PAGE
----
NBA Playoffs, Lakers Suns Game 3: The Phoenix starters came up big on a rare off-night for the heralded reserves

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stoudemire.pngThe Suns’ reserves have been the heart and soul of Phoenix’s extended playoff run. Goran Dragic, Leandro Barbosa, Channing Frye, Jared Dudley, and Louis Amundson have each had their moment in the spotlight, with their collective shooting, energy, savvy, and synergy making all the difference for the Suns in these playoffs.

That wasn’t exactly the case in Game 3. Those same five reserves combined for just 15 points on a horribly ineffective 3-for-21 from the field, and they missed each of their 11 total attempts from three-point range. The spark that made the second and fourth quarters so enjoyable for Suns fans this postseason was extinguished for Game 3, which would seem to be a recipe for disaster given the constitution of this series thus far. Phoenix was having trouble matching L.A.’s offensive output even with some serious help from the bench. Take away that crutch, and the Suns’ return to the US Airways Center would seem destined to end in failure.

That wasn’t exactly the case, either. The Suns’ starters stepped up in a big way, with Amar’e Stoudemire (42 points on 22 shots, 11 rebounds) not just returning to form, but evolving into something of a monster. He still won’t be making the All-Defensive team anytime soon, but Stoudemire played with more focus on the fairer end of the court while completely dominating the offensive end.

Steve Nash (17 points, 15 assists, just one turnover) and Amar’e looked far more comfortable operating in the pick-and-roll than in the two games prior, which made a world of difference for the Western Conference Finals underdogs. Part of that is Nash having the benefit of better screens, but the improved timing and accuracy of his passes and Stoudemire’s newfound assertiveness were crucial to the slight refocusing of the Phoenix offense.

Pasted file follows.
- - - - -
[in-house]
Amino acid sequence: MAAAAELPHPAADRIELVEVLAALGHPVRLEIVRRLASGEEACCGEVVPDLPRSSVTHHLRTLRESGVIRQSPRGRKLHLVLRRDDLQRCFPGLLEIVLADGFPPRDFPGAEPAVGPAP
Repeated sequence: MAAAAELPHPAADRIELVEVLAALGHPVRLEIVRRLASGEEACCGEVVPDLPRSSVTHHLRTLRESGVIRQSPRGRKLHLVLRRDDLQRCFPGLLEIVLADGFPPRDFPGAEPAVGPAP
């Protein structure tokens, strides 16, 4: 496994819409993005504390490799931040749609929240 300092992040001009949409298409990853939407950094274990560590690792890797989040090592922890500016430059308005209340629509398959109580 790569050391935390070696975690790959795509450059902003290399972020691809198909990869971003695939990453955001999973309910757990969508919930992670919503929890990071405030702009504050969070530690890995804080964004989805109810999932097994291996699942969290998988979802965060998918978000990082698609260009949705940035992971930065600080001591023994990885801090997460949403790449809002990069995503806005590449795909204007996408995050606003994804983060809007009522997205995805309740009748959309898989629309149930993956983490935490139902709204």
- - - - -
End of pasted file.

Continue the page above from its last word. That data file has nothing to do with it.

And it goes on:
The Suns’ weren’t exactly struggling on the offensive end in this series prior to Sunday night (they scored at a rate of 116.3 and 116.7 points per 100 possessions in Games 1 and 2 respectively), but Game 3 marked Amar’e’s first breakout performance in the series and a nice uptick in team-wide offensive efficiency (120.4 points per 100 possessions).

The subs clearly weren’t the source of that offensive improvement, meaning that on this night, the starters were the team’s rightful saviors. Jason Richardson finished with 19 points on 15 shots, including four threes made in seven attempts. Grant Hill only scored five points, but had nine rebounds, three assists, and three steals. Robin Lopez very nearly stole the show by dropping 20 points on eight of his 10 attempts, but his ability to finish around the rim was a bit dwarfed by Amar’e’s fantastic outing.

This isn’t to neglect the Suns’ improved defense in Game 3, which our own Kurt Helin already addressed in this space. The adjustment from man-to-man coverage to a zone look did exactly what Phoenix needed it to: bogged down L.A.’s offense just enough to secure a win. The Suns honestly don’t need to play terrific defense in order to win games in this series, but they do have to play some defense. The Suns need to work as hard, rotate as quickly, and contest as much as they did in Game 3 if they’re going to take another game in this series, but the starters’ ability to execute in the zone does offer a glimmer of hope.

Goran Dragic may have completely blitzed the Spurs in the second round and Jared Dudley’s hustle has justly received praise throughout the playoffs, but Game 3 serves as a much-needed reminder that the Suns’ starters are the bread-winners. Replacing the useless Jarron Collins with Robin Lopez makes that even more apparent, and though the boost from the reserve unit has been welcome throughout the season, the production of Phoenix’s starting five has always been the foundation for the Suns’ success. Complementary players are nice additions to any team, but at the end of the day they’re still just complementary players.

Against elite competition (and the Lakers are just that), the Suns’ starters will have to perform like they did in Game 3; less as a collection of the team’s most talented players, and more like the cohesive whole they’re capable of being.  

Watch Russell Westbrook drop 36 on Golden State in Oklahoma City win

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Once again, Russell Westbrook was the force of nature the Warriors could not solve.